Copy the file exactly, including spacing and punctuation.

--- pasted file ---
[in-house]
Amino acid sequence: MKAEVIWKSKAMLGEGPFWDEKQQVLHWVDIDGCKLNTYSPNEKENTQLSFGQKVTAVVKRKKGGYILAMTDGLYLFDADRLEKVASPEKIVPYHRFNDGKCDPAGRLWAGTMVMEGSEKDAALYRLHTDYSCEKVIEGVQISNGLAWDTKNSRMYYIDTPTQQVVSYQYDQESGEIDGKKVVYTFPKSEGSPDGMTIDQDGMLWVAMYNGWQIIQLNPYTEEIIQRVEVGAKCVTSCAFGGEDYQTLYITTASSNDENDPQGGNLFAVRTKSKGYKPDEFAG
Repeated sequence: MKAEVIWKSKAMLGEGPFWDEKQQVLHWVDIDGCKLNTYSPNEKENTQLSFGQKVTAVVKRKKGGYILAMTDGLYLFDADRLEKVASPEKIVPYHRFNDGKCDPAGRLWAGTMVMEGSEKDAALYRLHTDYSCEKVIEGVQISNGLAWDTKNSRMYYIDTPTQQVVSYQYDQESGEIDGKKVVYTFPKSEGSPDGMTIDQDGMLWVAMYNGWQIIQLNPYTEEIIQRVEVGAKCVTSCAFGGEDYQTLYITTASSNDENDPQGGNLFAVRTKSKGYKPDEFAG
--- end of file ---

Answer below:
[in-house]
Amino acid sequence: MKAEVIWKSKAMLGEGPFWDEKQQVLHWVDIDGCKLNTYSPNEKENTQLSFGQKVTAVVKRKKGGYILAMTDGLYLFDADRLEKVASPEKIVPYHRFNDGKCDPAGRLWAGTMVMEGSEKDAALYRLHTDYSCEKVIEGVQISNGLAWDTKNSRMYYIDTPTQQVVSYQYDQESGEIDGKKVVYTFPKSEGSPDGMTIDQDGMLWVAMYNGWQIIQLNPYTEEIIQRVEVGAKCVTSCAFGGEDYQTLYITTASSNDENDPQGGNLFAVRTKSKGYKPDEFAG
Repeated sequence: MKAEVIWKSKAMLGEGPFWDEKQQVLHWVDIDGCKLNTYSPNEKENTQLSFGQKVTAVVKRKKGGYILAMTDGLYLFDADRLEKVASPEKIVPYHRFNDGKCDPAGRLWAGTMVMEGSEKDAALYRLHTDYSCEKVIEGVQISNGLAWDTKNSRMYYIDTPTQQVVSYQYDQESGEIDGKKVVYTFPKSEGSPDGMTIDQDGMLWVAMYNGWQIIQLNPYTEEIIQRVEVGAKCVTSCAFGGEDYQTLYITTASSNDENDPQGGNLFAVRTKSKGYKPDEFAG